This painful to watch video clearly demonstrates the plight of domestic staff in Saudi Arabia and shows that these servants are treated inhumanely.
Amazingly, the video is doing the rounds just a few months after the Saudi government passed a "Protection from Abuse” law, a legislation aimed at protecting women, children and domestic workers against abuse.
Saudi Arabia announced the new rules to protect the rights of foreign domestic workers; most of who are from South Asia, but stressed they must “respect” Islam and “obey” their employers.
The working conditions for domestic staff in the Kingdom can be gauged by the fact that fresh legislation is required to ensure that workers are given their” agreed monthly salary without delay and a day off each week.”
The new legislation aims to reconcile the rights of around two million domestic workers and their employers. Under its provisions, workers — including maids and drivers — are now legally entitled to nine hours of free time a day, a salary at the end of every month, sick leave, and a one-month paid vacation every two years. Additionally, employers are prohibited from asking workers to undertake tasks that are outside the contract or could harm their health.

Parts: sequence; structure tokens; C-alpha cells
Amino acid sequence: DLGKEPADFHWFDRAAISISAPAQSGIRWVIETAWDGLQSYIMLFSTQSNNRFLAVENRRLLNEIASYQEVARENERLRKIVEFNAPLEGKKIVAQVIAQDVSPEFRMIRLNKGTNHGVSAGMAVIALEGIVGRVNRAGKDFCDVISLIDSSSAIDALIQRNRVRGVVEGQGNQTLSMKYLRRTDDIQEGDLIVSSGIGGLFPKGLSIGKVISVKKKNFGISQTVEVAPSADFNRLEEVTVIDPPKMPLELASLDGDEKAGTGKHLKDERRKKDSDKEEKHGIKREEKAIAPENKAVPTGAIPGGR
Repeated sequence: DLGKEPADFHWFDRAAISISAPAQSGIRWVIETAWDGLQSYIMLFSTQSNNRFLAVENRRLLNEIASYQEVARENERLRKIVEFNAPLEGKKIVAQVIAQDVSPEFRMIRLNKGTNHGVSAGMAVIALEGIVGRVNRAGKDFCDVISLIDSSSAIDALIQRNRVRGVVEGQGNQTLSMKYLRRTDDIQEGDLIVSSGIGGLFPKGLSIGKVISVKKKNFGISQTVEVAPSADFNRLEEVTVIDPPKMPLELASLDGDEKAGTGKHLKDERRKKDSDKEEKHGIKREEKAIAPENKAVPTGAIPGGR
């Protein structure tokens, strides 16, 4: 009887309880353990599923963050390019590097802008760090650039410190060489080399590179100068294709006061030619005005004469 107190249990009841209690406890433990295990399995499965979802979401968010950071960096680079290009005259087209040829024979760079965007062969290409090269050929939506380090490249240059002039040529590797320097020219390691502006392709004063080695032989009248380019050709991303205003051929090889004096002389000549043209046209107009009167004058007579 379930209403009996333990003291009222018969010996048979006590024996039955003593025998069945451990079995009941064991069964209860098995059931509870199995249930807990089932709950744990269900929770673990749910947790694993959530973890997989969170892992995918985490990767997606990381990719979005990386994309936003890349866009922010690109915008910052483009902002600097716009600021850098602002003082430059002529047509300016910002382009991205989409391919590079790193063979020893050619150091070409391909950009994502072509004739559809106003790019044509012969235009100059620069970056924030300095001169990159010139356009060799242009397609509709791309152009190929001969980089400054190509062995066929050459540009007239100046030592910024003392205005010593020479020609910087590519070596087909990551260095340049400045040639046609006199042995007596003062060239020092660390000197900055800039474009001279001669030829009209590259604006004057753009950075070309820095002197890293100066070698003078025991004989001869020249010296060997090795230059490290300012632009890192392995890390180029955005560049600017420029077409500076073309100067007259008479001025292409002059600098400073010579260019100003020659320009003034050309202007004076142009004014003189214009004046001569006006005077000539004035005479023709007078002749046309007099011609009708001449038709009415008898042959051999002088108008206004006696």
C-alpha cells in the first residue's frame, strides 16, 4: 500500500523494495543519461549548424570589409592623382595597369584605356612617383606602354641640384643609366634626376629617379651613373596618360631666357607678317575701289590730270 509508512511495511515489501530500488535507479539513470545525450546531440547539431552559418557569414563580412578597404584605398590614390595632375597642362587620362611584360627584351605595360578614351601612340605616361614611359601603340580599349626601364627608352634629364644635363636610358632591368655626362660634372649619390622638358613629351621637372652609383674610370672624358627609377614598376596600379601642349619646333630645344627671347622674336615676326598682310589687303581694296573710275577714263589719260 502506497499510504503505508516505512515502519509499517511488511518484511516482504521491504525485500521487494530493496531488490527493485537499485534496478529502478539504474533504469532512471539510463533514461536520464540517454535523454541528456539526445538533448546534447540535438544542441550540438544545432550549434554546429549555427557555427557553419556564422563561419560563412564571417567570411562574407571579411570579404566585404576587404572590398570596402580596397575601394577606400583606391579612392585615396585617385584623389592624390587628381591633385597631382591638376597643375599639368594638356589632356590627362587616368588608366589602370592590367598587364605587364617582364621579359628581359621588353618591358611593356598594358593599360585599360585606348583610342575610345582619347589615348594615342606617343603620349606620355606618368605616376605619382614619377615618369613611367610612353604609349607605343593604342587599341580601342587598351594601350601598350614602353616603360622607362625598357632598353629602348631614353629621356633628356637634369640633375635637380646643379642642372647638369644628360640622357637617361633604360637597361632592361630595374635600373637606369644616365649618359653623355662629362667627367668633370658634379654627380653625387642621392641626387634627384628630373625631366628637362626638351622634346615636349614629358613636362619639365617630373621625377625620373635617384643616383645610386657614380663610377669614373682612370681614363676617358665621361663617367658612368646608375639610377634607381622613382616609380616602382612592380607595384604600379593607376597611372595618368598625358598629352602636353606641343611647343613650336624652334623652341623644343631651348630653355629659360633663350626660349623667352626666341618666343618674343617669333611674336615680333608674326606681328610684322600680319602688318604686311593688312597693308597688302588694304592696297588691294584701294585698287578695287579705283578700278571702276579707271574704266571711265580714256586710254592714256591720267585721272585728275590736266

In July 2013, Princess Meshael Alayban wife of Saudi Prince Abdul Rahman bin Nasser bin Abdulaziz al Saud, was arrested in Los Angeles and charged with human trafficking.
Alayban had brought her maid to the United States in May, confiscating her passport and paying her $220 a month to work 16 hours a day, seven days a week.
The number of migrant domestic workers employed in Saudi Arabia, most of them from South and South East Asia, is still unknown.
If the horrible working conditions were not bad enough, many domestic servants have recently faced the death penalty. At the beginning of this year, there were more than 45 foreign maids on death row.
The Human Rights Watch recently documented the deplorable conditions of migrant workers in Saudi Arabia- they are forced into confinement, deprived of such basic necessities as food and face severe psychological, physical and sexual abuse.
The Human Rights watch blames the Kingdom’s sponsorship system for this.
“The kafala(sponsorship) system ties migrant workers’ residency permits to “sponsoring” employers, whose written consent is required for workers to change employers or exit the country. Employers abuse this power to confiscate passports, withhold wages, and force migrants to work against their will, against Saudi law.”